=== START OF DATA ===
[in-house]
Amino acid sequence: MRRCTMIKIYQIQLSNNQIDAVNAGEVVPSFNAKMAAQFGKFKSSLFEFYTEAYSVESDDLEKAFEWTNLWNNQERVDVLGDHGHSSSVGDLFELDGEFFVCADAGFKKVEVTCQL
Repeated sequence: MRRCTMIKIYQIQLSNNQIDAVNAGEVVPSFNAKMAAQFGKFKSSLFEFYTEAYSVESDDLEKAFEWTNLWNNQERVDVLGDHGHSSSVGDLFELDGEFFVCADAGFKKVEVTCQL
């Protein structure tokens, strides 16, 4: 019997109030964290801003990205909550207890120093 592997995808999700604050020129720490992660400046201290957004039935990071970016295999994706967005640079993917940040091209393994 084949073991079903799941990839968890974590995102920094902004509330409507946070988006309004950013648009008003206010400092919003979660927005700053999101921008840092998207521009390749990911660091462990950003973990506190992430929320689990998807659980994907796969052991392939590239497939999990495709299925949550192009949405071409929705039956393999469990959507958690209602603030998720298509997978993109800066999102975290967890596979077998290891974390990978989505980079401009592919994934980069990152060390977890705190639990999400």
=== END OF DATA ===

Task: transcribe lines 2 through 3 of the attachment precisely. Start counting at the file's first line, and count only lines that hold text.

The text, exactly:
Amino acid sequence: MRRCTMIKIYQIQLSNNQIDAVNAGEVVPSFNAKMAAQFGKFKSSLFEFYTEAYSVESDDLEKAFEWTNLWNNQERVDVLGDHGHSSSVGDLFELDGEFFVCADAGFKKVEVTCQL
Repeated sequence: MRRCTMIKIYQIQLSNNQIDAVNAGEVVPSFNAKMAAQFGKFKSSLFEFYTEAYSVESDDLEKAFEWTNLWNNQERVDVLGDHGHSSSVGDLFELDGEFFVCADAGFKKVEVTCQL